We remember them.
At the beginning of the year and when it ends
We remember them.
As long as we live, they too will live;
for they are now a part of us
as we remember them.
Personal photos from family visit to Dachau
We Remember the Afro-German Rhineland Children
There, but for the grace of God, go I… ~MochaJuden
Underscoring Hitler’s obsession with racial purity, by 1937, every identified mixed-race child in the Rhineland had been forcibly sterilized, in order to prevent further “race polluting”, as Hitler termed it.
The fate of black people from 1933 to 1945 in Nazi Germany and in German-occupied territories ranged from isolation to persecution, sterilization, medical experimentation, incarceration, brutality, and murder.
Two survivors prepare food outside the barracks. On the right is presumably Jean (Johnny) Voste, born in Belgian Congo, was the only black prisoner in Dachau.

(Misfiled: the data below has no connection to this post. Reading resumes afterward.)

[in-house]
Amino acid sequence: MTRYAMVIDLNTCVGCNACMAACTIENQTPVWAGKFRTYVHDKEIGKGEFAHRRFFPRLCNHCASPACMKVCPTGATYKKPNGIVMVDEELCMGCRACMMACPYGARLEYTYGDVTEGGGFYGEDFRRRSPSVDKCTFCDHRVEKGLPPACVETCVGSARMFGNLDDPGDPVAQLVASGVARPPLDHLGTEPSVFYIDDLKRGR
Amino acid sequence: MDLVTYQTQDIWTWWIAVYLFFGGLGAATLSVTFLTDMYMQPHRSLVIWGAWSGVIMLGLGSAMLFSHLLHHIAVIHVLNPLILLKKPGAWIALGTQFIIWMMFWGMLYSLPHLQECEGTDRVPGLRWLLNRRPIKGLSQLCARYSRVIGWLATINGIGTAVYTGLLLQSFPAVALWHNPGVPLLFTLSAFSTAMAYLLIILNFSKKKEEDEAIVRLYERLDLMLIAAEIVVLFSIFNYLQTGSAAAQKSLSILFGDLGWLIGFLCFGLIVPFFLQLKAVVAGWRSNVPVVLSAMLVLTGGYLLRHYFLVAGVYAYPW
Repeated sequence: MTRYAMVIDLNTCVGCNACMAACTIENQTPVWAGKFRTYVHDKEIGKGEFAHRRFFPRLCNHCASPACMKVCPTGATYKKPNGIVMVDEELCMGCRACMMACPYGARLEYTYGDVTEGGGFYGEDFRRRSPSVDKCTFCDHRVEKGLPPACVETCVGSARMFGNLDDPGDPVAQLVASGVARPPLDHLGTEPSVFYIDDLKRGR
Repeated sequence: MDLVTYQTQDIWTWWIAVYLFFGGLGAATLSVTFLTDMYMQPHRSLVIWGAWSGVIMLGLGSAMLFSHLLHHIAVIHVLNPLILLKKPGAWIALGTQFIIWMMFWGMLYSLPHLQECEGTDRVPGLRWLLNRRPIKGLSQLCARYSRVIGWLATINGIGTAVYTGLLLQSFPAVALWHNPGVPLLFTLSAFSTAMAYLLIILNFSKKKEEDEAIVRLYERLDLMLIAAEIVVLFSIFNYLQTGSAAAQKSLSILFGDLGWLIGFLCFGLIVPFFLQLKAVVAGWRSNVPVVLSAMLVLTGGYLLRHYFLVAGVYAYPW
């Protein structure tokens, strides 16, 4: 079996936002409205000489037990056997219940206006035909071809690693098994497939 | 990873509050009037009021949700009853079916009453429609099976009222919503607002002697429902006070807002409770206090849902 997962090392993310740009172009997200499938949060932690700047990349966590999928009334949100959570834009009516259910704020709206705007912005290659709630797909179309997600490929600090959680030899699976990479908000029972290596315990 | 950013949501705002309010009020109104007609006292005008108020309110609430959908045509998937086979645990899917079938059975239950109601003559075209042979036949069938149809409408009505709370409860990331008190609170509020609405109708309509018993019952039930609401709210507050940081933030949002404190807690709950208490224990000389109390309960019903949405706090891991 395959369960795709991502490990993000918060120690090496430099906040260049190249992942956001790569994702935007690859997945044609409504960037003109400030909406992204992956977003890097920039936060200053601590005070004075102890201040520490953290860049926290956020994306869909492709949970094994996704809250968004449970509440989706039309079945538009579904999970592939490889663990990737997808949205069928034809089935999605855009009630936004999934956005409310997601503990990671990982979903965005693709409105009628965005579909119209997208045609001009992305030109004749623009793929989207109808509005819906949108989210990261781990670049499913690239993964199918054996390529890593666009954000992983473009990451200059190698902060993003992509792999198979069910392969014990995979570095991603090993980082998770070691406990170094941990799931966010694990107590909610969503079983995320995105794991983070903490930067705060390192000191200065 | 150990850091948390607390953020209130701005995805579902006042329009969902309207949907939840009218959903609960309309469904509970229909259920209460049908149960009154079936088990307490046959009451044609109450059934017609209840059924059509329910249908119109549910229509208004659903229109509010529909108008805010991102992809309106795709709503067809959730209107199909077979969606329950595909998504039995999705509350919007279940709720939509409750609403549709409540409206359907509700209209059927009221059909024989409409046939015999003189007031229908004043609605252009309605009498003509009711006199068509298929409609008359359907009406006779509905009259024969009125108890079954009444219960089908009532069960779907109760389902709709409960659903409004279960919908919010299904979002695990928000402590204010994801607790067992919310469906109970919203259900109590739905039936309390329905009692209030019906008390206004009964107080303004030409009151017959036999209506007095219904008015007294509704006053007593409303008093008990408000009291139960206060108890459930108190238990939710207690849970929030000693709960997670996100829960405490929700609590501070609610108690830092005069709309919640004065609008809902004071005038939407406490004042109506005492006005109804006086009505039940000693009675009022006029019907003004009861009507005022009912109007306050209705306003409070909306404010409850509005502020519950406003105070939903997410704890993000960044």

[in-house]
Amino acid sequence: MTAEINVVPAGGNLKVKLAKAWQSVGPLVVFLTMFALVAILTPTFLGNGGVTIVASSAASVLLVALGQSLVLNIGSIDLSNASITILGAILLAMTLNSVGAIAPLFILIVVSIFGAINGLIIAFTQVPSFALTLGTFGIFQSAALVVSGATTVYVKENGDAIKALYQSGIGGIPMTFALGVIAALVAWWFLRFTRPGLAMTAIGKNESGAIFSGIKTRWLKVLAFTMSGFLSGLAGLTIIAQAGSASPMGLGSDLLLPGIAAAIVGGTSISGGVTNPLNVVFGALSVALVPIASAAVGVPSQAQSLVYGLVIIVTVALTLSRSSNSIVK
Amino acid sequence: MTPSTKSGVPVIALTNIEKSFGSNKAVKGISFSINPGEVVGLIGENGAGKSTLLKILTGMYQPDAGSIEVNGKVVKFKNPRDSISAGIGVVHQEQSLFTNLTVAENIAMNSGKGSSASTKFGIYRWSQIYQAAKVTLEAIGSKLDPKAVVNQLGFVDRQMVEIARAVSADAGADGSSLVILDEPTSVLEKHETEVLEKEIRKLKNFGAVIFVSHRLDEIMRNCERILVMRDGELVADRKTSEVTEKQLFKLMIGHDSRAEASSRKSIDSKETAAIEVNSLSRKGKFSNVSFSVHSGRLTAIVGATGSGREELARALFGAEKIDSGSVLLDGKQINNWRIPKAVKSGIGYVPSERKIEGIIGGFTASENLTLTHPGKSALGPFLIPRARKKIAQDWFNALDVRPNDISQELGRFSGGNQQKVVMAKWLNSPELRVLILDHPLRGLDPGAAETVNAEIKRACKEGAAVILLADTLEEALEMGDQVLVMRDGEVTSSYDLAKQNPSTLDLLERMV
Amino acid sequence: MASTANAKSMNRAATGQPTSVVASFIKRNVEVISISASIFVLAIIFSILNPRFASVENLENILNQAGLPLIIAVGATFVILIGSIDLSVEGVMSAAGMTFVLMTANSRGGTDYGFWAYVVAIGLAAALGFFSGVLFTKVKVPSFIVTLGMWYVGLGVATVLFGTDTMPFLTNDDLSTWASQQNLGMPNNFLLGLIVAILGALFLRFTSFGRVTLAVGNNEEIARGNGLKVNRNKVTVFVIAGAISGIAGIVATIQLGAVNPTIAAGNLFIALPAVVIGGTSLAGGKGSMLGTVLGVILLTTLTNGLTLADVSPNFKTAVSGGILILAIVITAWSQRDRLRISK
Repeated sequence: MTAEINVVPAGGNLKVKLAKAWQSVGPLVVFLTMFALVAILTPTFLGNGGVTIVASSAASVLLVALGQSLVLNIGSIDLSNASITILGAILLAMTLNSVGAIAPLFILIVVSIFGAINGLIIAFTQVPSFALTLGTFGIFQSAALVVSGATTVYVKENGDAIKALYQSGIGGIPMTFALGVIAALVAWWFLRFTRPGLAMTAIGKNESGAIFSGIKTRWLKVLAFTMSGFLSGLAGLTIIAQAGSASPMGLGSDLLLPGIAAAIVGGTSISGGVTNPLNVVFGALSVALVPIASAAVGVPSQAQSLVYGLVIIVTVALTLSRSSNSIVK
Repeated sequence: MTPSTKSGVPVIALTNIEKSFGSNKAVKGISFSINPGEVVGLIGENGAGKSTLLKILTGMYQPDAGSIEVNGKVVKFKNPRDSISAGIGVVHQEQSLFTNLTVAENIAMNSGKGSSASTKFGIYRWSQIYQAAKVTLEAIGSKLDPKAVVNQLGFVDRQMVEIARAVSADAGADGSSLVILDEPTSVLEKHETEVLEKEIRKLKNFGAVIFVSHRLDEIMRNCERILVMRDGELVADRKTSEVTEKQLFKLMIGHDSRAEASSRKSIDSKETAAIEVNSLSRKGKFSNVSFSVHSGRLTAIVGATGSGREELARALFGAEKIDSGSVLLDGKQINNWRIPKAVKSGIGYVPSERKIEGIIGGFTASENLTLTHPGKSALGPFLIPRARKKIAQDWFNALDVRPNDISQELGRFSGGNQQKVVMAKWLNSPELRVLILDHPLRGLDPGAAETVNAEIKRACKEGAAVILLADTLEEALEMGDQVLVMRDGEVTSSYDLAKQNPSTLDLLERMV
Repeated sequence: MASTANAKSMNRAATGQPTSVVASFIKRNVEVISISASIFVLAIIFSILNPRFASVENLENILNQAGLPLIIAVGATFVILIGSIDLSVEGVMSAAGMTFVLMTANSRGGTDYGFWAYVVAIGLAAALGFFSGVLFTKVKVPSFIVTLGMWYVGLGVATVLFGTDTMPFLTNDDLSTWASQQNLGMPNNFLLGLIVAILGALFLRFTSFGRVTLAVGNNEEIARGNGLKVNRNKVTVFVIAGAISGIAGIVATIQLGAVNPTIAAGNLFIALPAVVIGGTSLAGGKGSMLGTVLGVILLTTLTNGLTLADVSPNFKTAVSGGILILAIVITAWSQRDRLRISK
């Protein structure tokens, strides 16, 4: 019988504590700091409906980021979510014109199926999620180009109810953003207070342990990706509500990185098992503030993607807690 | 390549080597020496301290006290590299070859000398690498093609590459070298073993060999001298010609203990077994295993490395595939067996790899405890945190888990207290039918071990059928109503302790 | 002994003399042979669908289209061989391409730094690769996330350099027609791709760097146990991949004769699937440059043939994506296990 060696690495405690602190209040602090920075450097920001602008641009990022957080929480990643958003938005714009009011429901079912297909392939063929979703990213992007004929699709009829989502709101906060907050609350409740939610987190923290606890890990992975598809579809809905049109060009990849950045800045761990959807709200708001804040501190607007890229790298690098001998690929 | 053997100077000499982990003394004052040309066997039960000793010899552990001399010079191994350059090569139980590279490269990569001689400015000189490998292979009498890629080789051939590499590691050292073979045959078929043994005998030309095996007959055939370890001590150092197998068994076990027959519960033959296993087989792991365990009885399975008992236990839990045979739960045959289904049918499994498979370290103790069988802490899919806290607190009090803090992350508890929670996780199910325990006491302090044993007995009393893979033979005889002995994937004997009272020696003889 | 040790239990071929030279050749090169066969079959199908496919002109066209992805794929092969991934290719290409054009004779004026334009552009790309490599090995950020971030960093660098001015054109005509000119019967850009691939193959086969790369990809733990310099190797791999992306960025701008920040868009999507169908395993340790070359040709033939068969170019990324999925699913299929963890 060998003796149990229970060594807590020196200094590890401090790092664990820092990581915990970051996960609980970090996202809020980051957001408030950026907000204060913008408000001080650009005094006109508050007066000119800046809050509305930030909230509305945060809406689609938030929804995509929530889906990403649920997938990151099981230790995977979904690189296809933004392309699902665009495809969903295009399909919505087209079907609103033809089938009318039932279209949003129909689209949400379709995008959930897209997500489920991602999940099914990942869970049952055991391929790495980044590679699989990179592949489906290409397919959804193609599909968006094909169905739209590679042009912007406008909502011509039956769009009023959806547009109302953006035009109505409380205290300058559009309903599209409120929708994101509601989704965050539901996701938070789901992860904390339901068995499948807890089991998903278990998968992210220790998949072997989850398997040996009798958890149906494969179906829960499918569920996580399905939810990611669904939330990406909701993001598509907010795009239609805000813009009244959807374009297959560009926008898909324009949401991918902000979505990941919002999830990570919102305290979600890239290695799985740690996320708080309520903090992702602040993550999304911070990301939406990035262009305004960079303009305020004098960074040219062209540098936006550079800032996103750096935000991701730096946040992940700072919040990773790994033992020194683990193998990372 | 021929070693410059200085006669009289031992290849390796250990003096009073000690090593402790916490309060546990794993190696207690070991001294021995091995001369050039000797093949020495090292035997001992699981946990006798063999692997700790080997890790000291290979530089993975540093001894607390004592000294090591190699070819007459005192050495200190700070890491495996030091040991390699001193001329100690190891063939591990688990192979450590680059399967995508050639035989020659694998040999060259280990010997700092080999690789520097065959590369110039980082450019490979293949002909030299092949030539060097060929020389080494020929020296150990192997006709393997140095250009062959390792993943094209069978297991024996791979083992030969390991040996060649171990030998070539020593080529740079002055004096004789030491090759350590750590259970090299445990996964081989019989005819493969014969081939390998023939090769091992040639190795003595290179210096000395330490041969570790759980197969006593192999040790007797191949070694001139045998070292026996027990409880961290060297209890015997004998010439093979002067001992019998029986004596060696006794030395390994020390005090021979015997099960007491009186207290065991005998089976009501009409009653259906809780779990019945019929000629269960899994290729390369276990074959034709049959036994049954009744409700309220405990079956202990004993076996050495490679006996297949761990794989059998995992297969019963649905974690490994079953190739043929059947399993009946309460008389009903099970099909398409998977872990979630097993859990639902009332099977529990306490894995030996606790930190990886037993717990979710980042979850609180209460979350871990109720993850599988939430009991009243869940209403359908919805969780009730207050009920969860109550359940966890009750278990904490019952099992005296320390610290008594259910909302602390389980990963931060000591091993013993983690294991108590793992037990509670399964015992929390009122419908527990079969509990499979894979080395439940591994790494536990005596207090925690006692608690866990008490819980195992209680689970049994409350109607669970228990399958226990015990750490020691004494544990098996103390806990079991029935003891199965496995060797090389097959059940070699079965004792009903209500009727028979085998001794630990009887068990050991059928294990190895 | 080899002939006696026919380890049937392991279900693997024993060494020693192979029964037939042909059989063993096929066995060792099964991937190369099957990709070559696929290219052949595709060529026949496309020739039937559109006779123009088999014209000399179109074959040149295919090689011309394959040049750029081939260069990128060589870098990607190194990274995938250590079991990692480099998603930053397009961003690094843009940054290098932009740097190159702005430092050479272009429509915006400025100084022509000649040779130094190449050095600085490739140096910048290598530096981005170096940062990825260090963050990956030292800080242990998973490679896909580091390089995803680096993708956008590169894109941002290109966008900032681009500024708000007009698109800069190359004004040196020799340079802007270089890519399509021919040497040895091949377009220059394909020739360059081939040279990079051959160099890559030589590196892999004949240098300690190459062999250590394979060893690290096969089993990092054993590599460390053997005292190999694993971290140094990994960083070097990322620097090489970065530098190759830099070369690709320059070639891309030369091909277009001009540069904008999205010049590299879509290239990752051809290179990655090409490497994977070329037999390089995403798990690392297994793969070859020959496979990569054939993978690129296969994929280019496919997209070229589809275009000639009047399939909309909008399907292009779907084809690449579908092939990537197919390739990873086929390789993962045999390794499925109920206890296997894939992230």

Interview with Afro-German Survivor of Buchenwald KZ whose African-American Father perished at Auschwitz. (Interview in German)
In a nutshell, he is saying he was born in 1928, illegitimate son of an African-American and a white German woman. His father perished probably in Auschwitz, while he himself survived the Concentration Camp of Buchenwald.
NEVER AGAIN must remain more than a mere slogan!
“Contrary to the belief of some, the Jews are a multiracial, multi-ethnic group. But it should not be surprising that Judaism’s 4,000-year-old creed spans geography as well as time, or that its message appeals to members of all races, on all continents.” ~Karen Primrack, Author, Under One Canopy
The Seder Table – Artist Lynne Feldman
The scattering of the Jews around the world over thousands of years, to nearly every continent, has meant that these traditions have evolved and been adapted to different cultures and settings. Here are some Passover traditions from around the world.
PASSOVER CELEBRATIONS AROUND THE WORLD
Ethiopian Jewish women making Matzoh